Preliminary data: Energy and labor use in KSU energy farm study through July
Scientific inquiry would be pointless if it didn’t occassionally turn up unexpected results. I had certain expectations when I designed the farm scale study we are currently conducting at Kentucky State University:
- Our ‘biointensive’ plots — managed entirely with hand tools — would be labor intensive but energy efficient;
- Our ‘small farm’ plots — managed with a combination of tractors and other machinery commonly used on conventional farms in North America — would be energy intensive but labor efficient;
- Our ‘market garden’ plots — managed with a combination of hand tools and small, fuel-driven machines — would combine the best of both worlds, being more energy efficient than the ‘small farm’ system, and more labor efficient than the ‘biointensive’ system.
That’s not how things turned out this July.
Before I introduce the latest data, let me report some general observations.
The farm looks beautiful right now. I have posted field maps before, but you might get a better idea of what the site looks like from the picture above, which my research assistant, Brian Geier, took this afternoon. Look down past the grazing goats, past the aquaculture pond, and you can see almost the entire three acres dedicated to our energy farm study. Beyond it are verdant hillsides, typical of Kentucky’s Bluegrass region.
Down in the plots you get a better idea of the different farm scales. This is my undergraduate student research assistant, John Rodgers, working in one of the ‘Biointensive’ plots. A ‘Small Farm’ plot is off to the left, and a ‘Market Garden’ plot is in the distance.
Here’s a similar view from inside a ‘market garden’ plot. From left to right, the crops in both of the photos above happen to be sweet sorghum, soybean, sweet potato, and corn (this is just a coincidence; crop position was randomized). Notice how much bigger the sweet sorghum is in the ‘market garden,’ relative to the ‘biointensive’ plot. We had better establishment of crops planted with the Earthway seeder than those that were hand-seeded. That was a surprise; we thought we were babying the hand-seeded plants. Next year we might try transplanting corn and sorghum into the ‘biointensive’ plots to give them a head start.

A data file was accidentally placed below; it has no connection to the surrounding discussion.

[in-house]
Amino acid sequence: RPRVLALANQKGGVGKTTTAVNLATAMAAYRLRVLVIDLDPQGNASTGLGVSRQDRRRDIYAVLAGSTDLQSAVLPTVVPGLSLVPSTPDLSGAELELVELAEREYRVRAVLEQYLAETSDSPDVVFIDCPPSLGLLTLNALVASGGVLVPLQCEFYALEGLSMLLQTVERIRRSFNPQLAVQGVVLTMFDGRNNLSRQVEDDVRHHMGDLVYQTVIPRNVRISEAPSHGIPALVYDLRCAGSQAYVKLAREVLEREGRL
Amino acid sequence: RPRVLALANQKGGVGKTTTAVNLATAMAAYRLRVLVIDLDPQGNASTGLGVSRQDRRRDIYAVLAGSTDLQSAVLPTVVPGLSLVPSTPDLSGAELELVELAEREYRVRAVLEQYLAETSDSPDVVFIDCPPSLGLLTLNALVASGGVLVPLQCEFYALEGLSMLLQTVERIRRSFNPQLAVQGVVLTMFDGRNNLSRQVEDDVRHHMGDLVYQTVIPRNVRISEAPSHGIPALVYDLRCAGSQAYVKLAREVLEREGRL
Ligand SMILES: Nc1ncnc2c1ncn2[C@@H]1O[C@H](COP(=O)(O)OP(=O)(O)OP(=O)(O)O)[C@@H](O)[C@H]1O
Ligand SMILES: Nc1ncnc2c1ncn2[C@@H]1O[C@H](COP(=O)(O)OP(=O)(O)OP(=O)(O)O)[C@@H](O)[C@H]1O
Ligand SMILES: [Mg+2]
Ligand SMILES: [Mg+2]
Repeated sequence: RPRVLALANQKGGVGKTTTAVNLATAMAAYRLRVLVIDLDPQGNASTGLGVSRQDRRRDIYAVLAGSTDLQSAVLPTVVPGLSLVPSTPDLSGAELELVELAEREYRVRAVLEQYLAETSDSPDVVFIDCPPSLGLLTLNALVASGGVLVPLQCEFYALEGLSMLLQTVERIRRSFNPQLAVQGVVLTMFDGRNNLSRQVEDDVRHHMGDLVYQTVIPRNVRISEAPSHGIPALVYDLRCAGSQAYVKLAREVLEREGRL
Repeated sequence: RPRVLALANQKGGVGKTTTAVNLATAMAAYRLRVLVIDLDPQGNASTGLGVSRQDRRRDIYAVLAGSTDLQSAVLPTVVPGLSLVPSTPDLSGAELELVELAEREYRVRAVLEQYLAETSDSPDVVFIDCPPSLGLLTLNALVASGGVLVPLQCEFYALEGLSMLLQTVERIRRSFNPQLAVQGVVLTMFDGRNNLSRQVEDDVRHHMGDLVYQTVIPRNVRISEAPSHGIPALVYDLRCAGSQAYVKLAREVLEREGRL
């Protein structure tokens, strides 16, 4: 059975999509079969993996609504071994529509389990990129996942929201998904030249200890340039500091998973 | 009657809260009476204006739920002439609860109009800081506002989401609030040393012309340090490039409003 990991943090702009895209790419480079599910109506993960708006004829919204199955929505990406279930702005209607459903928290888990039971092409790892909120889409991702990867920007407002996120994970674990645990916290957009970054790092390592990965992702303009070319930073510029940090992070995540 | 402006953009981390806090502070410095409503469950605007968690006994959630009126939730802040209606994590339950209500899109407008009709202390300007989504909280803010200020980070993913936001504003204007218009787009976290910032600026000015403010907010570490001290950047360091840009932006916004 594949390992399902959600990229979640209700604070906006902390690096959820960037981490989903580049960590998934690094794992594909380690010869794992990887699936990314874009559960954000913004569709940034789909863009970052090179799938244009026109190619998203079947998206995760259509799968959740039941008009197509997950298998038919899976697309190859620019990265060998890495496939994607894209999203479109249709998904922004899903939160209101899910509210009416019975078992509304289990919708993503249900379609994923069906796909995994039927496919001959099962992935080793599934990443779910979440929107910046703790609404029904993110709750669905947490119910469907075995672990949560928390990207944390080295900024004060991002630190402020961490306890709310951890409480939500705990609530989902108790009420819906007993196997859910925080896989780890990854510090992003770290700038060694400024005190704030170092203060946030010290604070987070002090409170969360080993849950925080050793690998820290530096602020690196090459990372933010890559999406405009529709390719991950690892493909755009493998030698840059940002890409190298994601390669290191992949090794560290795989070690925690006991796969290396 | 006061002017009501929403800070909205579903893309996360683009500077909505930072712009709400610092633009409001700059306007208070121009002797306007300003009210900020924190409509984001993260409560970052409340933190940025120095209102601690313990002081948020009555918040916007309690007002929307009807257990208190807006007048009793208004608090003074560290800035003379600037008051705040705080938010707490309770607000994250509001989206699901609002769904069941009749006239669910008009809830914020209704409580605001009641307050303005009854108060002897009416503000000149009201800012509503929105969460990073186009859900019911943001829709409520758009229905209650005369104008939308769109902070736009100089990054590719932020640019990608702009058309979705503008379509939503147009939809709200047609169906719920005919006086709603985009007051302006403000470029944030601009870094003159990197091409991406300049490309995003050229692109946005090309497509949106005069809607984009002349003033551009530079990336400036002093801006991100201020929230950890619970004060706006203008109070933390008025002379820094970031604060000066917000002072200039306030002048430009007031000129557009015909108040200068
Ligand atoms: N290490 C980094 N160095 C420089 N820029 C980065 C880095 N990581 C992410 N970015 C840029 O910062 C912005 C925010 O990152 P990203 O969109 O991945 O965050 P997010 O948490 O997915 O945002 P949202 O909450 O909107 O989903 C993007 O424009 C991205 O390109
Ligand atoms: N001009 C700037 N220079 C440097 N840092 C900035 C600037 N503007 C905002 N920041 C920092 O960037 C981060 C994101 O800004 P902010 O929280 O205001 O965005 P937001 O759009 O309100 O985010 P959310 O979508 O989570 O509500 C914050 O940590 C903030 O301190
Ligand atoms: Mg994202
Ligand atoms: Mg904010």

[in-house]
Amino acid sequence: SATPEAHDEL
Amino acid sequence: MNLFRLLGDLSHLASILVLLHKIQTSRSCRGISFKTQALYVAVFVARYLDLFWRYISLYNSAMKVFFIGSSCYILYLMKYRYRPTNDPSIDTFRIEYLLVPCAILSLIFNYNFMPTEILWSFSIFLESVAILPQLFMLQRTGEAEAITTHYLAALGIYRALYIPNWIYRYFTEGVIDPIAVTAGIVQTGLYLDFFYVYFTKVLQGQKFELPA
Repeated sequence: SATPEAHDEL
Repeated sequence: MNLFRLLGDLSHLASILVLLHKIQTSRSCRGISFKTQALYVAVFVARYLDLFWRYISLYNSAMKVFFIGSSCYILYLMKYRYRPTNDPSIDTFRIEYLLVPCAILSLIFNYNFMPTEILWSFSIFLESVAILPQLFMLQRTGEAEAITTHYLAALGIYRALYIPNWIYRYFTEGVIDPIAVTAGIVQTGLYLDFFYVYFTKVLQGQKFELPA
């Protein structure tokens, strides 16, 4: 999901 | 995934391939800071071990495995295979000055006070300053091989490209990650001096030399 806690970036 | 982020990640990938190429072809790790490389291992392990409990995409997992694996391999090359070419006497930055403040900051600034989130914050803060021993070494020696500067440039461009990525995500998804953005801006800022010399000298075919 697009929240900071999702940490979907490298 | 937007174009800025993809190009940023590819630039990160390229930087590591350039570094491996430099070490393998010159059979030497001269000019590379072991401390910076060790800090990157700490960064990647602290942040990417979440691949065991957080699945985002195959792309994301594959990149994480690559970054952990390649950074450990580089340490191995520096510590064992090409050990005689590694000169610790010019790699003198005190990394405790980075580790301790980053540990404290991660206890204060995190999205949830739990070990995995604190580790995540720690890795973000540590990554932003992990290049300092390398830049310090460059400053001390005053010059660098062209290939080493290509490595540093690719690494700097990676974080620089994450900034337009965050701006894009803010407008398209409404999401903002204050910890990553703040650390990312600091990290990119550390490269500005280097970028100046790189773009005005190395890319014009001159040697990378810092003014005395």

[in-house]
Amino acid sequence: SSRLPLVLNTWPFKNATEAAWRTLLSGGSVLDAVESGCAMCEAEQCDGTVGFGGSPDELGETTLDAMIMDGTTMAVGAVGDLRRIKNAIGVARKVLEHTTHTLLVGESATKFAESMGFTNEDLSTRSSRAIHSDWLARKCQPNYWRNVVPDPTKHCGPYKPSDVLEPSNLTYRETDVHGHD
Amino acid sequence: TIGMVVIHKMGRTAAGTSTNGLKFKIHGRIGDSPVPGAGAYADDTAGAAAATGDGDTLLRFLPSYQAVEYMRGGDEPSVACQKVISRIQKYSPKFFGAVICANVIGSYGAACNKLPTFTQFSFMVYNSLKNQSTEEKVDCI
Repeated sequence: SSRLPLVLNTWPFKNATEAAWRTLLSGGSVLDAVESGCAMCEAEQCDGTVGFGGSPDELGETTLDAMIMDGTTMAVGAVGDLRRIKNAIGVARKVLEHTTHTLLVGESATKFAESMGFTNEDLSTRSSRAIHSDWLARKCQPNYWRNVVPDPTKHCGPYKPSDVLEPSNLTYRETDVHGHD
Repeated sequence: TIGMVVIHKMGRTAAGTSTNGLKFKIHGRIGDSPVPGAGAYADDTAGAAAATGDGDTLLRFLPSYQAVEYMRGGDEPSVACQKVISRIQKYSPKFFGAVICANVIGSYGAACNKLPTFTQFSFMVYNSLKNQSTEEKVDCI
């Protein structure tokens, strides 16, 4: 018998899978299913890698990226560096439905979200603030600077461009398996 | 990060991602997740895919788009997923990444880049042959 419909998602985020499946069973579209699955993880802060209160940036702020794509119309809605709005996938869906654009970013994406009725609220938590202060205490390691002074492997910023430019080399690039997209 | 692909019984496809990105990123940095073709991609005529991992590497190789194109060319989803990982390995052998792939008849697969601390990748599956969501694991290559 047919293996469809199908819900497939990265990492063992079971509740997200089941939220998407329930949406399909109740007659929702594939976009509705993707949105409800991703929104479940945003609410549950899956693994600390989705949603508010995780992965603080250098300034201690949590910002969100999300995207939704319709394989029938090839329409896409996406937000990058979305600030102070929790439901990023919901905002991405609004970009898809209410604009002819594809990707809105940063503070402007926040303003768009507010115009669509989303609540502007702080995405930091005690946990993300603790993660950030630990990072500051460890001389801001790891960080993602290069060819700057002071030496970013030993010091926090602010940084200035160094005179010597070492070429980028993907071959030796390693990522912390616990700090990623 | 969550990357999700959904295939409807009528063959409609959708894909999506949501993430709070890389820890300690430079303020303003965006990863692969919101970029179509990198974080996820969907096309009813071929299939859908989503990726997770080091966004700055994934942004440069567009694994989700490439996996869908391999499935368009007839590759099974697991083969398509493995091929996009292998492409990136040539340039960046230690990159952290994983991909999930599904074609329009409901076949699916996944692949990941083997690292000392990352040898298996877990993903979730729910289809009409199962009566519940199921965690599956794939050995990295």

Here is the sweet potato planting in a ‘small farm’ plot. Sweet sorghum in on the left, with corn on the right. Both the sweet sorghum and corn are much further advanced in the ‘small farm’ plots than in the other plots because they did not have to be re-seeded. The initial pass with the moldboard plow in the ‘small farm’ plots required a tremendous amount of energy, and may not have been good for the soil structure, but it did a great job of burying weed seeds that were near the soil surface. Weeds choked out the young corn and sorghum seedlings from the first planting in the ‘biointensive’ and ‘market garden’ plots, but not in the ‘small farm’ plots.
The graphs above show the most recent data on cumulative labor and energy use at each of the farm scales from May through the end of July. I have divided each bar into three segments: Black shows labor and energy invested in preparing the soil for planting, purple shows labor and energy invested in planting, and yellow shows labor and energy invested in managing the plots after planting. Only the yellow (management) segments have changed since I posted preliminary data at the end of June.
Those yellow segments surprised me. Contrary to my expectation, the ‘market garden’ plots have required almost as much management time per square meter as the ‘biointensive’ plots, and much more energy per square meter than the ‘small farm’ plots. From a post-planting management perspective, the ‘market garden’ scale looks like it combines the worst of both worlds instead of the best.
Remember that these are preliminary data, and the story may well change as we continue this study through the rest of this season and into the coming years. That’s what makes it interesting.
Michael Bomford provides research and extension services related to organic agriculture and small-scale renewable energy production through Kentucky State University’s Land Grant Program.
He thanks Tony Silvernail, Brian Geier and John Rodgers
for their help with maintaining the organic land at the KSU Research Farm. Special thanks go to Joelle Johnson, who completes her 6-week internship, much of it spent at the business end of a hoe, tomorrow. All photos in this post were taken by Brian Geier and John Rodgers today, July 31, 2008.